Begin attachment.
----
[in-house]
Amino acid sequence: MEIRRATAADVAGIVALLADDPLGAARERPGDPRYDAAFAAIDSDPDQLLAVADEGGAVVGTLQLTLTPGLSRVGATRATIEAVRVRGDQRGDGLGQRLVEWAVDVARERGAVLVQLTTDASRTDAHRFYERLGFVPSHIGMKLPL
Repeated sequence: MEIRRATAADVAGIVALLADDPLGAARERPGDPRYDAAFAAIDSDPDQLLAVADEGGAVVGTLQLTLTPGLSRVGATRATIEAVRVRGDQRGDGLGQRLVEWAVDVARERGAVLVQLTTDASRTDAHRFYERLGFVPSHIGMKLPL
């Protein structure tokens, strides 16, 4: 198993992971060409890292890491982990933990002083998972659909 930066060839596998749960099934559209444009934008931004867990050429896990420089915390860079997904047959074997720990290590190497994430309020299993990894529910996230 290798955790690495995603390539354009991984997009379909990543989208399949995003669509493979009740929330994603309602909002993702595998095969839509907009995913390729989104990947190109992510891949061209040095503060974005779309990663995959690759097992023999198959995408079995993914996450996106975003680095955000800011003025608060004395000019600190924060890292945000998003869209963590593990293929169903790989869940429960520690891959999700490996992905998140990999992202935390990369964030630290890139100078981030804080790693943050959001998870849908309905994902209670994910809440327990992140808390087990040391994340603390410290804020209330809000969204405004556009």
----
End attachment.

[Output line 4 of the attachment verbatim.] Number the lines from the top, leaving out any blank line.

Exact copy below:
């Protein structure tokens, strides 16, 4: 198993992971060409890292890491982990933990002083998972659909 930066060839596998749960099934559209444009934008931004867990050429896990420089915390860079997904047959074997720990290590190497994430309020299993990894529910996230 290798955790690495995603390539354009991984997009379909990543989208399949995003669509493979009740929330994603309602909002993702595998095969839509907009995913390729989104990947190109992510891949061209040095503060974005779309990663995959690759097992023999198959995408079995993914996450996106975003680095955000800011003025608060004395000019600190924060890292945000998003869209963590593990293929169903790989869940429960520690891959999700490996992905998140990999992202935390990369964030630290890139100078981030804080790693943050959001998870849908309905994902209670994910809440327990992140808390087990040391994340603390410290804020209330809000969204405004556009």